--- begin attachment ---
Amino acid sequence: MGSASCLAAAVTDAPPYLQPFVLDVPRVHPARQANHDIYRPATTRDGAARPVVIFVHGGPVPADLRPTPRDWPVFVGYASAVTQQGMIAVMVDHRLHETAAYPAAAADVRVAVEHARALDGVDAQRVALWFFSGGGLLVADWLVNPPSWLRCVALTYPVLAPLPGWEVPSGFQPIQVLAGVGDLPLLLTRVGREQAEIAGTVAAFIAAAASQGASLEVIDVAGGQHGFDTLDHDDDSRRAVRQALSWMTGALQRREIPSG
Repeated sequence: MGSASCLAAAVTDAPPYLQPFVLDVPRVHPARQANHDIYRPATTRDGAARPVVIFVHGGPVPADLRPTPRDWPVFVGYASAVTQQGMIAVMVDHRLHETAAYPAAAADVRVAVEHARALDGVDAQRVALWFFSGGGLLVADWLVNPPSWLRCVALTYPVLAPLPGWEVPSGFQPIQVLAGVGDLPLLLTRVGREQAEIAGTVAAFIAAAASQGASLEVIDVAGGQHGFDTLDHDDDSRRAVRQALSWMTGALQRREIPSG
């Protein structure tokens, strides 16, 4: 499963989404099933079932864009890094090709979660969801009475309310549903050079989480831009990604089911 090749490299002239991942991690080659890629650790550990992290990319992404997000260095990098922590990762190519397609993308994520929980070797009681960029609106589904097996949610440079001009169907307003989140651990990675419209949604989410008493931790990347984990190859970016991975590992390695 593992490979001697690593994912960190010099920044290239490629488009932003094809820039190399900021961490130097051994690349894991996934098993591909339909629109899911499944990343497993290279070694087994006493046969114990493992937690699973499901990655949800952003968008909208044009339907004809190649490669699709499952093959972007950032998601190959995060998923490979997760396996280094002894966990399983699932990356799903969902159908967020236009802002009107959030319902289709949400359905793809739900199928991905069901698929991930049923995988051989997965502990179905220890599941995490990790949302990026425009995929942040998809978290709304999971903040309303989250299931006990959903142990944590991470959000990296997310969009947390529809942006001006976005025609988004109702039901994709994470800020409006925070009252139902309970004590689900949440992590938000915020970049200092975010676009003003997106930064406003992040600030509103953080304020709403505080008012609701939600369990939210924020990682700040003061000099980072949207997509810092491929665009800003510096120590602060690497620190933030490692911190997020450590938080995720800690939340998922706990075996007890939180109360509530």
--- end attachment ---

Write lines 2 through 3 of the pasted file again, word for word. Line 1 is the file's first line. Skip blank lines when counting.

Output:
Repeated sequence: MGSASCLAAAVTDAPPYLQPFVLDVPRVHPARQANHDIYRPATTRDGAARPVVIFVHGGPVPADLRPTPRDWPVFVGYASAVTQQGMIAVMVDHRLHETAAYPAAAADVRVAVEHARALDGVDAQRVALWFFSGGGLLVADWLVNPPSWLRCVALTYPVLAPLPGWEVPSGFQPIQVLAGVGDLPLLLTRVGREQAEIAGTVAAFIAAAASQGASLEVIDVAGGQHGFDTLDHDDDSRRAVRQALSWMTGALQRREIPSG
């Protein structure tokens, strides 16, 4: 499963989404099933079932864009890094090709979660969801009475309310549903050079989480831009990604089911 090749490299002239991942991690080659890629650790550990992290990319992404997000260095990098922590990762190519397609993308994520929980070797009681960029609106589904097996949610440079001009169907307003989140651990990675419209949604989410008493931790990347984990190859970016991975590992390695 593992490979001697690593994912960190010099920044290239490629488009932003094809820039190399900021961490130097051994690349894991996934098993591909339909629109899911499944990343497993290279070694087994006493046969114990493992937690699973499901990655949800952003968008909208044009339907004809190649490669699709499952093959972007950032998601190959995060998923490979997760396996280094002894966990399983699932990356799903969902159908967020236009802002009107959030319902289709949400359905793809739900199928991905069901698929991930049923995988051989997965502990179905220890599941995490990790949302990026425009995929942040998809978290709304999971903040309303989250299931006990959903142990944590991470959000990296997310969009947390529809942006001006976005025609988004109702039901994709994470800020409006925070009252139902309970004590689900949440992590938000915020970049200092975010676009003003997106930064406003992040600030509103953080304020709403505080008012609701939600369990939210924020990682700040003061000099980072949207997509810092491929665009800003510096120590602060690497620190933030490692911190997020450590938080995720800690939340998922706990075996007890939180109360509530």